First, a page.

The second room “Delineating a life: Lawrence as draughtsman” contains drawn portraits. It is possible to see examples of the most innovative technique Lawrence created: drawing predominantly using chalks directly on primed canvas as preliminary stage of painting. To be highlighted here the “Thomas Holcroft and William Godwin” and “Mrs Angerstein Nursing”.

Next gallery is “New ambition: experimentation in portraiture” and it covers the period from 1805 to 1815 in which Lawrence started to innovate, pushing his art into new territories. From this room “Sir Francis Baring, John Baring and Charles Wall”, “John Philip Kemble as Cato” and “Isabella Wolff” the latter represents a figure of inspiration for Lawrence and maybe a lover.

The fourth room “Lawrence in Europe: international career and reputation” starts from the year 1815. After the Napoleon final defeat, Lawrence could achieve the reputation of greatest British artist by travelling Europe and painting a series of monumental portraits of the sovereigns and military leaders allied in the wars, such as “Charles Archduke of Austria”, “Charles Lambton” and “Pope Pius VII”.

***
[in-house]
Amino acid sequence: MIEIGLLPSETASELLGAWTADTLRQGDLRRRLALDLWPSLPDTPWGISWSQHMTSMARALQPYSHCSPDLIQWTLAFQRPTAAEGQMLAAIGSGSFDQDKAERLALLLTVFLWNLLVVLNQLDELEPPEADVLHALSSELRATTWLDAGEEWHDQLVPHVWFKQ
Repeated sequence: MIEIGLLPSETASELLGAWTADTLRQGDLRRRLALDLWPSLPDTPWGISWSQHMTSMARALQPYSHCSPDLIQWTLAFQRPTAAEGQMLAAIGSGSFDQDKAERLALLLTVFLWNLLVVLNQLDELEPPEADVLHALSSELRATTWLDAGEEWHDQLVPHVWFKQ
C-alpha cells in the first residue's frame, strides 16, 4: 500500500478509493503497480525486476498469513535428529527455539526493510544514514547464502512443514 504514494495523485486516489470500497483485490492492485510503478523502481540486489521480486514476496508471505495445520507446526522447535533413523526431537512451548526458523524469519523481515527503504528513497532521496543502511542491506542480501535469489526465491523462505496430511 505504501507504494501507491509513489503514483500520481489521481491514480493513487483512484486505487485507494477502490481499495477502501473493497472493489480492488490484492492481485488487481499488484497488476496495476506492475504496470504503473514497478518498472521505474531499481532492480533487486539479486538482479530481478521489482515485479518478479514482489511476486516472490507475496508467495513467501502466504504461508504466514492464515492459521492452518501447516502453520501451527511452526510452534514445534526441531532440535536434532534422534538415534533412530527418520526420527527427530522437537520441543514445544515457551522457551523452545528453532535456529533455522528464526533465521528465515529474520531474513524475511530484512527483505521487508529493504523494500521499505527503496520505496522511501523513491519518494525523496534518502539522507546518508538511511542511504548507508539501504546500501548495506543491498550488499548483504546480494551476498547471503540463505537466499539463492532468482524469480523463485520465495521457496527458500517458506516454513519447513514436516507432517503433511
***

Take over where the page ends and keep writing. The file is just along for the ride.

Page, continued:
Last room is “Court, Academy and Society: the 1820s”. Lawrence success was huge at that time. Here to be highlighted are “Princess Sophia”, “”Arthur Wellesley” and the famous “Earl of Aberdeen”.

Sir Thomas Lawrence (13 April 1769 – 7 January 1830) was a leading English portrait painter and president of the Royal Academy. He was born in Bristol in a troubled family. Moving in Devizes in 1773 his father started to use Thomas talent for drawing and reciting poetry to make money. Thomas formal schooling was limited but aged ten he was enough famous to be mentioned in local newspapers.

They moved to Bath, in 1779, his father was declared bankrupted and from then on it was Thomas to support his family with his portraitist work.

In 1787 Lawrence arrived in London. In 1788 he participated at the Royal Academy annual exhibition and started to be famous. In 1789 Lawrence received his first royal commission from Windsor.

He was an innovative artist in using subject. For many of his portraits there were critics or great acclaims, creating a real artist figure that was important not only for art but also for the entire society.


In 1791 Lawrence was elected an associate of the Royal Academy and the following year King George III appointed him “painter-in-ordinary to His Majesty”.